The X-Men were once Marvel's premiere team and now they have a shot at regaining their lost glory

Marvel Comics post-MCU and pre-MCU are two completely different worlds. While this has been a fun change of pace with a lot of titles, the 'X-Men' comics have suffered a lot due to this new movie-minded attitude. However, things are starting to change for the better.


                            The X-Men were once Marvel's premiere team and now they have a shot at regaining their lost glory

The Marvel Cinematic Universe has been a total gamechanger for the comic book industry, making many relatively unknown characters like Star-Lord and Rocket Raccoon into massive pop culture icons.  

Fox's 'X-Men' movies have had much less of an impact compared to their MCU counterparts despite having made quite a lot of money at the box office. Though 'Dark Phoenix' sunk like a bag of bricks, the franchise, in general, has had quite a pleasant run. Of course, it helped that the X-Men were already Marvel's most popular team long before the movies but all that would soon change. Ever since the MCU started to properly take shape, Marvel has tried to revamp their comics to parallel the movies. While some changes were more cosmetic, others have been deeper and longer-lasting.

Marvel Comics post-MCU and pre-MCU are two completely different worlds. While this has been a fun change of pace with a lot of titles, the 'X-Men' comics have suffered a lot due to this new movie-minded attitude. Undoubtedly there were those rare gems that reminded one of mutantkind's past glory, but post-MCU it became clear that there was no place for mutants in the new Marvel Comics. After decades of being oppressed by their fellow fictional characters, the X-Men now faced a different kind of problem, one driven primarily by real-world legal and financial interests. 

Hugh Jackman in Logan (2017). (IMDb)

Before 2008's 'Iron Man', Marvel's properties were spread over a variety of studios all of whom have since ended up competing with the MCU to varying degrees of success. The 'X-Men' movie franchise was easily the most successful of all the Marvel properties that existed outside of the MCU. The rights deal between Fox and Marvel meant that the MCU could not introduce or even reference mutants, which created a bit of a problem. Over their long history, mutants have been major players in pretty much every major comic book event, barring perhaps the 'Infinity War'.

To compensate for the lack of mutants in the movies, Marvel began phasing them out of the comics and replacing them with the Inhumans. Mutant populations dropped, beloved characters like Scott Summers/Cyclops were turned into villains, and many of the less iconic mutants had their origins retconned to make them Inhumans. The rise of Inhumanity was directly tied to the decimation of mutantkind by an epidemic of M-Pox, a disease caused by the mutant's X-gene reacting with the Terrigen mists that gave the Inhumans their power.

Obviously, the X-Men didn't take this well and the conflict continued to escalate until the two offshoots of humanity ended up going to war with each other, with disastrous consequences. Meanwhile, Inhumans became major players in the MCU through Marvel's 'Agents of S.H.I.E.L.D.' series, though admittedly not for long.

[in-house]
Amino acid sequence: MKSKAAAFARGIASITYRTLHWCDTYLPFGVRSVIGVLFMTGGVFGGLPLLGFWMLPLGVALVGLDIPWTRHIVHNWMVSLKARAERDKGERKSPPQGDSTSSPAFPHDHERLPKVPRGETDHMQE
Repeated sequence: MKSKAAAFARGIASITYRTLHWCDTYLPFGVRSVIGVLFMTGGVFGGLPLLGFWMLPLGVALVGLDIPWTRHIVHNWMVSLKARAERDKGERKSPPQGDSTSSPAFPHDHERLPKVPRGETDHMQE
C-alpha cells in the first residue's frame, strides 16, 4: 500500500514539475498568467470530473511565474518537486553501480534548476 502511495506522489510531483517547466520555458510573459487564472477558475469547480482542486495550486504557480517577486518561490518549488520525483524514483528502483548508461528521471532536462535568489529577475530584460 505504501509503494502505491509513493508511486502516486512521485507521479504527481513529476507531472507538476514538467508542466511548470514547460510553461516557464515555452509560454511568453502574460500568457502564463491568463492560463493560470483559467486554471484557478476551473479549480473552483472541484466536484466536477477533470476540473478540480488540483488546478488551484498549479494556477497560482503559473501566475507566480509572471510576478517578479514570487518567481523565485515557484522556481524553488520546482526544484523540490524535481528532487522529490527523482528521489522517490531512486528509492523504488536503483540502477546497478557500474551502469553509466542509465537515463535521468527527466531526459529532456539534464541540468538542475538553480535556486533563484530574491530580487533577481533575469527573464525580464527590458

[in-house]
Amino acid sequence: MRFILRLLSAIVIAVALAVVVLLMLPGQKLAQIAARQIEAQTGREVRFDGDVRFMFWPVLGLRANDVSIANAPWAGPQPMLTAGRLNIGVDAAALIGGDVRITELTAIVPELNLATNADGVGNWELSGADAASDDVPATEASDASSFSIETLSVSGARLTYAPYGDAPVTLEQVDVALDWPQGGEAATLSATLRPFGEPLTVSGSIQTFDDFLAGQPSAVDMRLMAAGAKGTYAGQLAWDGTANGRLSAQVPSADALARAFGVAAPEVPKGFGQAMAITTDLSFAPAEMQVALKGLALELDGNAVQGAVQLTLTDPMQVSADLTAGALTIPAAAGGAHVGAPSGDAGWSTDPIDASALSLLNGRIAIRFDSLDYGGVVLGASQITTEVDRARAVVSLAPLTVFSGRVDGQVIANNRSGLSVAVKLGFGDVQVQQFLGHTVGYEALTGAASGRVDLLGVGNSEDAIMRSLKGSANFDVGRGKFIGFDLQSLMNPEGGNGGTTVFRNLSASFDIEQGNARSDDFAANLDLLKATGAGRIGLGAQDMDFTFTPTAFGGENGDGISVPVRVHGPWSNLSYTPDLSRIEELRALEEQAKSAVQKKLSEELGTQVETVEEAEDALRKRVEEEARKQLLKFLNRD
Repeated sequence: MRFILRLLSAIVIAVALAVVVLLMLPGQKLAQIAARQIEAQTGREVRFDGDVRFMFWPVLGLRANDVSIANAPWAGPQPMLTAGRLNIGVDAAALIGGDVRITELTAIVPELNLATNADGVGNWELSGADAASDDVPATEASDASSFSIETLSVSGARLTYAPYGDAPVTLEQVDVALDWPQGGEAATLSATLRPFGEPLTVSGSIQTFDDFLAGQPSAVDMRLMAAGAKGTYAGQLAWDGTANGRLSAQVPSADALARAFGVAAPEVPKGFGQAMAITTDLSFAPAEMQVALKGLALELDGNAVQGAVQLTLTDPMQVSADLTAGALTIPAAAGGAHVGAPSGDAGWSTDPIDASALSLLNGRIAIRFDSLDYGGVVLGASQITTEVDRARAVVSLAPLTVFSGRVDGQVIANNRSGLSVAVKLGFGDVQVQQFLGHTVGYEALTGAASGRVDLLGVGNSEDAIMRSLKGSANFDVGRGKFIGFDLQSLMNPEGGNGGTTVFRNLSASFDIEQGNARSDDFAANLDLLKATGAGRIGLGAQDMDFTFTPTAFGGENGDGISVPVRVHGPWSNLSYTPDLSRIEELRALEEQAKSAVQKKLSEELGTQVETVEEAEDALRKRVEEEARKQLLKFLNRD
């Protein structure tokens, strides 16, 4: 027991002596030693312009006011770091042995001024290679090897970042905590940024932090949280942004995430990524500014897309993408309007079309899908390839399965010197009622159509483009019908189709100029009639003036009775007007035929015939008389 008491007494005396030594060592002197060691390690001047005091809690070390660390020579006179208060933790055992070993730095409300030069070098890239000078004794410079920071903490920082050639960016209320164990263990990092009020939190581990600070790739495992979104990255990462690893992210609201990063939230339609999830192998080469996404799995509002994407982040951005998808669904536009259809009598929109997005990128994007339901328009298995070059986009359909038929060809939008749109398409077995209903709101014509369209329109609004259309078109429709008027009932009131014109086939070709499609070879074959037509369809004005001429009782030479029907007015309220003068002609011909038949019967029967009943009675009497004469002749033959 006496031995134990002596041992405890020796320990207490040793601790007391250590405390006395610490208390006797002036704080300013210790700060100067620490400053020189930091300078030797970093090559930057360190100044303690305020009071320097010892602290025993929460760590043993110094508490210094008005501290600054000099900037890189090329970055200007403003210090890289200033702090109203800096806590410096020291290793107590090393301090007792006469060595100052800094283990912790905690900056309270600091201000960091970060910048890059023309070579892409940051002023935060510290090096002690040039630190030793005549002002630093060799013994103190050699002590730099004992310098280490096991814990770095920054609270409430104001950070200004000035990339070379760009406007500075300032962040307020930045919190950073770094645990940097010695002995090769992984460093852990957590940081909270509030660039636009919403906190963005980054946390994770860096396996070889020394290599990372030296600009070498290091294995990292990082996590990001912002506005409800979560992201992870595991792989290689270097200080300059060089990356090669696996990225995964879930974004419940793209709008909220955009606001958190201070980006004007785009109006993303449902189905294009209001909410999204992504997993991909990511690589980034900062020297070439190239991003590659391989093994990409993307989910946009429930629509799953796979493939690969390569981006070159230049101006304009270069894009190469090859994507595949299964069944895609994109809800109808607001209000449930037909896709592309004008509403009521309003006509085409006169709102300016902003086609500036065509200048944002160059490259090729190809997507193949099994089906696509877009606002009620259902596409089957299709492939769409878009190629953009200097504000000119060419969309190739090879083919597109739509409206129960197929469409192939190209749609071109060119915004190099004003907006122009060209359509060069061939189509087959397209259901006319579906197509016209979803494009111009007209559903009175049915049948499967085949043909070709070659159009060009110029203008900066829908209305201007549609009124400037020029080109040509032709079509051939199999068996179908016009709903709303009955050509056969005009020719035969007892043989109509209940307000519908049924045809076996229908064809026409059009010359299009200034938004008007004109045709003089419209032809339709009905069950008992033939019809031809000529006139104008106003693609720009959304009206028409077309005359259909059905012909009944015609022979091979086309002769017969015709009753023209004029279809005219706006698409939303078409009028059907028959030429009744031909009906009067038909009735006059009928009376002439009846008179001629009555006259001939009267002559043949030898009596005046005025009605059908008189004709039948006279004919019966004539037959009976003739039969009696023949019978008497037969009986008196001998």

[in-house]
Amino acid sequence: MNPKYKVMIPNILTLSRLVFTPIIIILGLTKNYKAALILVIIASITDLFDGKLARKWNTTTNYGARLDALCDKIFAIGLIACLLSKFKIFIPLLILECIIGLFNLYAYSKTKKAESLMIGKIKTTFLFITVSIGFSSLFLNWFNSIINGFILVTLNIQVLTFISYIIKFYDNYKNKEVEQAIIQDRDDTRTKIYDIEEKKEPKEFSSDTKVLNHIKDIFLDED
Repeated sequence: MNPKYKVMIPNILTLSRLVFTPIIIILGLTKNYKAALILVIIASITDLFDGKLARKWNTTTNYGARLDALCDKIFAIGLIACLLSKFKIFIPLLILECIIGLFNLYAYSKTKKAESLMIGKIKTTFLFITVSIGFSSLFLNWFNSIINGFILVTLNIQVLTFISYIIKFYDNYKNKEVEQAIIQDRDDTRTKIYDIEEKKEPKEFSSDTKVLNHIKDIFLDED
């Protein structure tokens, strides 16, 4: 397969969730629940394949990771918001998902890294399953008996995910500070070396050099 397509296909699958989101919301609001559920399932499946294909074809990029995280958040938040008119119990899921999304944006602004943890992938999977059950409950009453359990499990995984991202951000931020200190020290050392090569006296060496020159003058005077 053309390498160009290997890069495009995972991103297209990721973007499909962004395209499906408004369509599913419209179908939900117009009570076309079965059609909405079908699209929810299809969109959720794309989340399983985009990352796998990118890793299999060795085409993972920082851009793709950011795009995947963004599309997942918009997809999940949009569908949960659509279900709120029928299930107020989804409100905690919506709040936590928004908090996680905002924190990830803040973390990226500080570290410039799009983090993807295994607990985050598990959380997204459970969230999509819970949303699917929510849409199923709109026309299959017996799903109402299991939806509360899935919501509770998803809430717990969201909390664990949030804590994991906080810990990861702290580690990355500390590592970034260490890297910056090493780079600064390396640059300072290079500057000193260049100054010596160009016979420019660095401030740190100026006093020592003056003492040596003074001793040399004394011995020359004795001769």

Thankfully, the pendulum has now swung back and the X-Men's fortunes are on the rise again. After Disney and Fox completed their historic merger, the X-Men have now become part of the MCU and Marvel is presently busy fixing the damage done to them in the comics. 

A poster for 'X-Men: The Animated Series' (1992), which played a huge part in boosting the team's popularity prior to the movies. (IMDb)

The comic book giant is totally revamping the entire history of mutantkind with acclaimed writer Jonathan Hickman taking the lead. The two flagship titles of the relaunch, 'Powers of X' and 'House of X', have put out only five issues between them but they have already changed the game in its entirety. 

While the 'X-Men' titles of the last decade have focused on the decline of mutants and their impending extinction, 'House of X' and its sister book have revitalized the X-Men and given them a new homeland, a new purpose, and a vibrant, distinctive culture of their own. In many ways, this is somewhat similar to the approach that legendary writer Grant Morrison took with mutants back when he worked on his acclaimed 'New X-Men' series with artist Frank Quitely.

The combination of Hickman's revamp and the Disney/Fox deal bodes well for the future of the X-Men. As distressing as it has been to see them dragged down in recent years, the time has finally come for the X-Men to once again take their place as the greatest Marvel heroes ever. 

The next installment of Hickman's run, 'House of X '#3, will arrive on August 28, 2019.

The X-Men will officially be joining the MCU some time in Phase Five, though they may still be introduced during the upcoming Phase 4 that starts with the movie 'Black Widow', releasing May 1, 2020. 

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